Joint Position Sense 2
time frame: Joint position sense at 1 month post-operation
Joint Position Sense 3
time frame: Joint position sense at 3 month post-operation
Joint Position Sense 4
time frame: Joint Position Sense at 6 months post-operation
Joint Position Sense 5
time frame: Joint position sense at 1 year post-operation
Postural Balance 1
time frame: Postural balance at an expected average of 4 weeks before operation
Postural Balance 2
time frame: Postural balance at 1 month post-operation
Postural Balance 3
time frame: Postural balance at 3 month post-operation
Postural Balance 4
time frame: Postural balance at 6 month post-operation
Postural Balance 5
time frame: Postural balance at 1 year post-operation

Secondary Outcomes

Clinical Test 1
time frame: Test at an expected average of 4 weeks before operation
Clinical Test 2
time frame: Post-operative 3 month
Clinical Tests 3
time frame: Post-operative 6 month
Clinical Tests 4
time frame: Post-operative 1 year

Eligibility Criteria

Male or female participants at least 18 years old.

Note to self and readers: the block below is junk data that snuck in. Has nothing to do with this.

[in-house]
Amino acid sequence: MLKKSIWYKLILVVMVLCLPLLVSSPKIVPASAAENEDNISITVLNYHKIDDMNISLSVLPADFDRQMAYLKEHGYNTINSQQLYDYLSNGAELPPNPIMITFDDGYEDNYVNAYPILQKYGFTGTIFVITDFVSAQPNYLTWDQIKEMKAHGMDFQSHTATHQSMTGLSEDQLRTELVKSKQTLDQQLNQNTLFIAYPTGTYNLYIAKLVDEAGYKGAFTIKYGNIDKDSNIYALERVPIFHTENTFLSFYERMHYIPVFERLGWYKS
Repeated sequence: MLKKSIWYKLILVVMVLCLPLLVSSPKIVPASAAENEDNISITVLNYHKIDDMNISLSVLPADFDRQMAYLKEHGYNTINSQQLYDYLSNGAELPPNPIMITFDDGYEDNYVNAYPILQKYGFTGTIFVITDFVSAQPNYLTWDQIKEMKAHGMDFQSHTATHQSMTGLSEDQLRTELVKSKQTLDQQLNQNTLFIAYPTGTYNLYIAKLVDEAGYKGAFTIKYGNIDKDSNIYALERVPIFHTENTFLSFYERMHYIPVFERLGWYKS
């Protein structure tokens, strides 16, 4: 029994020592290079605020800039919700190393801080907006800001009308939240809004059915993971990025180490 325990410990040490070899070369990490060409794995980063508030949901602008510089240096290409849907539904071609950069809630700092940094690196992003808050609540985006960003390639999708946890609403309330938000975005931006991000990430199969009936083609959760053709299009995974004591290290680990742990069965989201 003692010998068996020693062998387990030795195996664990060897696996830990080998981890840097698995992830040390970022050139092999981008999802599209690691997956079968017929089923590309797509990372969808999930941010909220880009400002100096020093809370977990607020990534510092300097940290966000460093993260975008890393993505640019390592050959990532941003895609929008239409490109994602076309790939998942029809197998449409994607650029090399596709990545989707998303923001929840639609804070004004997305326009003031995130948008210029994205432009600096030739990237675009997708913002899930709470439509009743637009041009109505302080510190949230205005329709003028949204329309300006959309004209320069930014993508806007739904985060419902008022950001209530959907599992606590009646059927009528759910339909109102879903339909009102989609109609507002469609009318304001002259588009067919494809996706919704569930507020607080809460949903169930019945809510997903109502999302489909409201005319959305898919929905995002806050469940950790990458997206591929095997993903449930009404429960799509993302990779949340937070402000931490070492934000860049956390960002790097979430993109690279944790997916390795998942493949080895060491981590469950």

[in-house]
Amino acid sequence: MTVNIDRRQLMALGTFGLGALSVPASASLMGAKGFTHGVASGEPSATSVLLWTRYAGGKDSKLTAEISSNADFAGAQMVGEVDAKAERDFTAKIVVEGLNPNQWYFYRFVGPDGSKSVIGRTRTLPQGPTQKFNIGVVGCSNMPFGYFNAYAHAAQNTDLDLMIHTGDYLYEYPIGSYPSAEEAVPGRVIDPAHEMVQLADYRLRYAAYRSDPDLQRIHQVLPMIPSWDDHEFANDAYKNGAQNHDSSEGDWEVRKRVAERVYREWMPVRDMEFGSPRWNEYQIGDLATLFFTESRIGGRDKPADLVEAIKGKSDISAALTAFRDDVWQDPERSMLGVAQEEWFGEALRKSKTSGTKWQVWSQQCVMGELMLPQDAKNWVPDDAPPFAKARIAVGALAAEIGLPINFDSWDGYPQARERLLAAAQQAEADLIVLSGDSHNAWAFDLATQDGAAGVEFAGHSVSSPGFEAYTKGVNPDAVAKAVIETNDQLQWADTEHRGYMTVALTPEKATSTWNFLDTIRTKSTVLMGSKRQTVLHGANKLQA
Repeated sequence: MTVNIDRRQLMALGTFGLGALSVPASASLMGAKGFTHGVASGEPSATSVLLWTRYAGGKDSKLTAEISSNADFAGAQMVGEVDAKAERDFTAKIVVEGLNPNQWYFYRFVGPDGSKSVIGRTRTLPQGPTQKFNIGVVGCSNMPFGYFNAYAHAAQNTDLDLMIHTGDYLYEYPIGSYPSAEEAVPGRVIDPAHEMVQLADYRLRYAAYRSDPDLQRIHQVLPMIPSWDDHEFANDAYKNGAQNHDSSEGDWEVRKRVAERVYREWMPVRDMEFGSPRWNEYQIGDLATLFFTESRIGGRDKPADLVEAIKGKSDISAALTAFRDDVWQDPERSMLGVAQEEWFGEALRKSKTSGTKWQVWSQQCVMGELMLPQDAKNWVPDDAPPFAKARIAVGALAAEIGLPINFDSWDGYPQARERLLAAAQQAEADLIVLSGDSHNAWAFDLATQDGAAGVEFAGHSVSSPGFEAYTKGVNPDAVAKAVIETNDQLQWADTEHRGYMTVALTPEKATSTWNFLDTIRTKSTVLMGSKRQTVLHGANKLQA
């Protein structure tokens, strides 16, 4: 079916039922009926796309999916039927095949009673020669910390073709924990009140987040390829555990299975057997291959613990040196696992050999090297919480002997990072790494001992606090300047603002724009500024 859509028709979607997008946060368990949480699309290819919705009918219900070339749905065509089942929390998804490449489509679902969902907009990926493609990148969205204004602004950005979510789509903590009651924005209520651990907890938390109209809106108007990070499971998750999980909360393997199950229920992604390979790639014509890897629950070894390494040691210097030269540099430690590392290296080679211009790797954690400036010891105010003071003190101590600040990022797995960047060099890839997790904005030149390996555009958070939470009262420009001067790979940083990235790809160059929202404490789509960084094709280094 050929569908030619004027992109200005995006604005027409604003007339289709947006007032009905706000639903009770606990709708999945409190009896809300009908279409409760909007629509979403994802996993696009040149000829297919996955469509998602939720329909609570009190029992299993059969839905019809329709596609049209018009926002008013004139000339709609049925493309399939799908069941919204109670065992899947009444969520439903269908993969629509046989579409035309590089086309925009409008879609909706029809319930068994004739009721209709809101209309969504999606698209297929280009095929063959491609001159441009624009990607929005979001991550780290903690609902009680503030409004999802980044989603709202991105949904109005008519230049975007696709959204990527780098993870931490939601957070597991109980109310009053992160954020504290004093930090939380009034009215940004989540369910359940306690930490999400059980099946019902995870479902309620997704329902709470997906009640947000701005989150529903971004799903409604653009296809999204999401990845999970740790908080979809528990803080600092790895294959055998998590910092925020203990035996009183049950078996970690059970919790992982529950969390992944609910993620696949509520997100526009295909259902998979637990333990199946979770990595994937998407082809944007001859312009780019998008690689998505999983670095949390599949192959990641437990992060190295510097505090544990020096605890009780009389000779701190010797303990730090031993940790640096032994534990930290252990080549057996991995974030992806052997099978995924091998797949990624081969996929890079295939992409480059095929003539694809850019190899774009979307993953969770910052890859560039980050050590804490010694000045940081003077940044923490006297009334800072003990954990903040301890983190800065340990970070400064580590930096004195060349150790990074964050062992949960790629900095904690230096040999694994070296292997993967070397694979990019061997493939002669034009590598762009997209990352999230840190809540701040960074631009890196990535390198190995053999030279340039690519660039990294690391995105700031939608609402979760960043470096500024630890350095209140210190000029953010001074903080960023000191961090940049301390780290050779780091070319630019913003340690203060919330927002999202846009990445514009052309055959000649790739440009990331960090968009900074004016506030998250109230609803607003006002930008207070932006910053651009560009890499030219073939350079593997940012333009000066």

Inclusion Criteria: - for stump reserving group: partial tear ACL injury with remnant of sizable, reasonable thickness and tension suitable - for ACL reconstruction group: complete tear ACL injury - for both groups: no complication such as wound infection after operation - no history of medical problems, for example, heart disease Exclusion Criteria: - concomitant Medial Collateral Ligament (MCL), Lateral Collateral Ligament (LCL), Posterior Cruciate Ligament (PCL) injury, meniscus tear on the relevant knee - previous or concomitant surgery on the relevant knee and other joints - surgery or traumatic injuries to the contralateral limb

Additional Information

Official title Proprioceptive Function, Postural Stability & Clinical Outcome After Stump Preserving Anterior Cruciate Ligament Reconstruction Surgery - A Comparative Study
Principal investigator Holly KH Leung